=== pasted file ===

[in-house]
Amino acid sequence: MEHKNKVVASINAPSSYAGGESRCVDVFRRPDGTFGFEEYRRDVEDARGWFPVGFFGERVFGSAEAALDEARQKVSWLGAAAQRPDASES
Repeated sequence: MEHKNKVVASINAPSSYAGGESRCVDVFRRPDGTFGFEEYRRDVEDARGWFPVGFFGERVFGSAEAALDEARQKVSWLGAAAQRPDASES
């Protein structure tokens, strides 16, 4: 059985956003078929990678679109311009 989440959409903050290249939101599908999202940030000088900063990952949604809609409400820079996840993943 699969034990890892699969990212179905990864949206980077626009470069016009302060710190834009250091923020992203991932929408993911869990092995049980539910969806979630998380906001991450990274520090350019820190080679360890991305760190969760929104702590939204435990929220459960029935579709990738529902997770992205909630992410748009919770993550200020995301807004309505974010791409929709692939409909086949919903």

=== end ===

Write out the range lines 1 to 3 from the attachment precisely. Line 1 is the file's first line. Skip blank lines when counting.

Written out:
[in-house]
Amino acid sequence: MEHKNKVVASINAPSSYAGGESRCVDVFRRPDGTFGFEEYRRDVEDARGWFPVGFFGERVFGSAEAALDEARQKVSWLGAAAQRPDASES
Repeated sequence: MEHKNKVVASINAPSSYAGGESRCVDVFRRPDGTFGFEEYRRDVEDARGWFPVGFFGERVFGSAEAALDEARQKVSWLGAAAQRPDASES